In sum, we conclude that the contracting officer reasonably concluded that corrective action was necessary to correct identified problems with the evaluation of proposals.

Bannum also argues, in the alternative, that the scope of BOP’s corrective action is broader than necessary to correct any problems in the procurement.  More specifically, Bannum asserts that BOP’s corrective action should be limited to the following:  (1) comparing Bannum’s risk rating in the final evaluation with the rating the contracting officer used in his source selection decision and assessing the prejudicial effect; (2) reviewing FAR clause 52.249-14 with respect to Bannum’s alleged “qualification” of its 120‑day plan; (3) addressing the competitive effect of the contracting officer relying on the draft rather than the final technical evaluation in his source selection decision and considering the prejudicial effect of the award decision; and (4) reevaluating Bannum’s and VOA’s proposal only in accordance with the terms of the RFP.  Bannum’s Comments at 13-14. 

As a general matter, the details of a corrective action are within the sound discretion and judgment of the contracting agency.  Hughes Network Sys., LLC, B-409666.3, B-409666.4, Aug. 11, 2014, 2014 CPD ¶ 237 at 3.  Where an agency has reasonable concerns that there were errors in the procurement, corrective action may appropriately include reopening discussions and requesting revised proposals before reevaluating.  See, e.g., Consortium HSG Technischer Serv. GmbH and GeBe Gebäude und Betriebstechnik GmbH Südwest Co., Mgmt. KG, B-292699.4, Feb. 24, 2004, 2004 CPD ¶ 44 at 3. 

We see no basis to object to the scope BOP’s corrective action here.  As discussed above, we find that the concerns raised by the contracting officer reasonably justified the agency’s decision to take corrective action.  For example, the record supports the reasonableness of the contracting officer’s decision to reevaluate proposals in response to his concerns that the evaluation of Bannum’s proposal did not account for the poor condition of Bannum’s proposed facility.  Further, we find reasonable--and to Bannum’s benefit--for the contracting officer to reopen discussions to address Bannum’s apparent qualification of its 120-day availability plan.  In this regard, to the extent that Bannum qualified its commitment with respect to meeting the 120-day availability requirement, or its proposal was ambiguous with respect to Bannum’s commitment to meet this material solicitation requirement, its proposal as submitted could be found unacceptable.  See, e.g., Kellogg Brown & Root Servs., Inc., B-400614.3, Feb. 10, 2009, 2009 CPD ¶ 50 at 6 (agency’s rejection of proposal because of ambiguity is unobjectionable).  Accordingly, we conclude that the agency’s corrective action reasonably remedies the errors in the evaluation and selection decision identified by the agency.  See Mid Pacific Envtl., B-283309.2, Jan. 10, 2000, 2000 CPD ¶ 40 at 6.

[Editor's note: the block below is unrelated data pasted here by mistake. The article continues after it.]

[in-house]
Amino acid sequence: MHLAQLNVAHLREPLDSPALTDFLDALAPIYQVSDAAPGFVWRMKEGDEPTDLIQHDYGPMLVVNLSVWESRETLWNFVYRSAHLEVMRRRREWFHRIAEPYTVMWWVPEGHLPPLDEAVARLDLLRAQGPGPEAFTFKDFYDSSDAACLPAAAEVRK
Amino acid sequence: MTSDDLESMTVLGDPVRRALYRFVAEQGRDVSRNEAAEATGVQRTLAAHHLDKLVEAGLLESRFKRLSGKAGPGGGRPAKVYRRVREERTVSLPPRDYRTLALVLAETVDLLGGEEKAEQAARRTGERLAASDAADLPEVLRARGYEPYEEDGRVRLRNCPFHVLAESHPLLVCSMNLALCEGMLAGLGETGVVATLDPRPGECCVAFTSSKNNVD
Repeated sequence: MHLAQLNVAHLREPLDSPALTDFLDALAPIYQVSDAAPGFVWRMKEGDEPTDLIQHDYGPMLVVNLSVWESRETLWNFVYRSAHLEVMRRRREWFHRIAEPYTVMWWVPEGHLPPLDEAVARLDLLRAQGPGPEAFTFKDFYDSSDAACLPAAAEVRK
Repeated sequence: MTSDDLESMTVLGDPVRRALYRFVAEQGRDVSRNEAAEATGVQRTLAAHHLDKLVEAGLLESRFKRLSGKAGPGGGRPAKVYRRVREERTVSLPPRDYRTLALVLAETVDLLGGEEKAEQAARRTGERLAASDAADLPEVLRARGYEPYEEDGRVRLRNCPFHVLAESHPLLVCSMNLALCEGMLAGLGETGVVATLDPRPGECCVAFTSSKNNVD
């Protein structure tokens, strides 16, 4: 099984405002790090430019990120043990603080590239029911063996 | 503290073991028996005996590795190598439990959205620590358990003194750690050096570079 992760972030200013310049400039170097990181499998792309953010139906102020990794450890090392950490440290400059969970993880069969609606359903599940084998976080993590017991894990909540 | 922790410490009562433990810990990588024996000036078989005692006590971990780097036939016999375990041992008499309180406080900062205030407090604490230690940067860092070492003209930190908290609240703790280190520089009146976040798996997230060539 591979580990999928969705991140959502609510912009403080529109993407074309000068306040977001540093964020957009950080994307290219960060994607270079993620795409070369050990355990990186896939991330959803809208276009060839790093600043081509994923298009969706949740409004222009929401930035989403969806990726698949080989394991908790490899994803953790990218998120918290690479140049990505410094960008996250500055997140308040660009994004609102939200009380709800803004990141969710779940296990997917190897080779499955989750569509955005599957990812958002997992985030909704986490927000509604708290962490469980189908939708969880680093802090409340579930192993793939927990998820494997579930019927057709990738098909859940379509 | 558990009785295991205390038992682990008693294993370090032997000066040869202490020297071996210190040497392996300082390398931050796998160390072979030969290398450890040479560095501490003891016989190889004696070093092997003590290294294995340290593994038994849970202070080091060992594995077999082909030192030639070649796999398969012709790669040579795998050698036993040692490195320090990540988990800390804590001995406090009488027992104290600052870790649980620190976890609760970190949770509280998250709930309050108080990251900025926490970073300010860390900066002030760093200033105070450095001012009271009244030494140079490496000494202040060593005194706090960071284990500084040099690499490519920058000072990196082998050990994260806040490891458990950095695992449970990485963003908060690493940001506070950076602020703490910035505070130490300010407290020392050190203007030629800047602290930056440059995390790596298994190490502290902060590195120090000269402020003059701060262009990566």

Request for Reconsideration

Bannum also requests reconsideration of our dismissal of VOA’s protest.  In this regard, Bannum argues that VOA’s protest should not have been dismissed because the proposed corrective action did not render the protest academic.  Bannum also asserts that VOA’s protest lacked merit.  Recon. Request at 3. 

Under our Bid Protest Regulations, to obtain reconsideration the requesting party must set out the factual and legal grounds upon which reversal or modification of the decision is deemed warranted, specifying any errors of law made or information not previously considered.  4 C.F.R. § 21.14(a).  Repetition of arguments previously made during our earlier consideration of the protest, or disagreement with our prior decision, do not provide a basis for our Office to reconsider our earlier decision.  Vinculum Solutions, Inc.--Recon., B-408337.3, Dec. 3, 2013, 2013 CPD ¶ 274 at 2.  Bannum has not met the standard for reconsideration. 

With respect Bannum’s contention that VOA’s protest was not rendered academic by BOP’s corrective action, we disagree.  It is well established that the determination to reevaluate proposals and make a new award decision renders a protest of that award academic.  See, e.g., A1C Partners, LLC-Costs, B-409189.3, Sept. 30, 2014, 2014 CPD 295 at 2. 

Nor do we find any merit to Bannum’s assertion that VOA’s protest lacked merit and therefore did not require the agency to take corrective action.  As an initial matter, we note that it is not necessary for an agency to conclude that the protest is certain to be sustained before it may take corrective action; rather, where the agency has reasonable concerns that there were errors in the procurement, we view it as within the agency’s discretion to take corrective action, even if the protest could be denied.  Main Bldg. Maintenance, Inc., B-279191.3, Aug. 5, 1998, 98‑2 CPD ¶ 47 at 3.  In any case, as discussed above, the contracting officer reasonably determined that corrective action was needed to address the concerns with the evaluation.

The protest and request for reconsideration are denied.

Susan A. Poling
General Counsel



[1] The RFP stated that the non-price factors and subfactors would be rated exceptional, very good, satisfactory, marginal, or unsatisfactory.  RFP § M.5, AR at 228.

[2] The RFP stated that site validity and suitability subfactor would not be assigned a separate risk factor as the risk level is inherent in the subfactor definition and would be reflected in the adjectival rating.  RFP § M.5, AR at 230.

[3] We have considered all of Bannum’s arguments and find that none provide a basis for sustaining the protest.  We discuss the more significant arguments in this decision.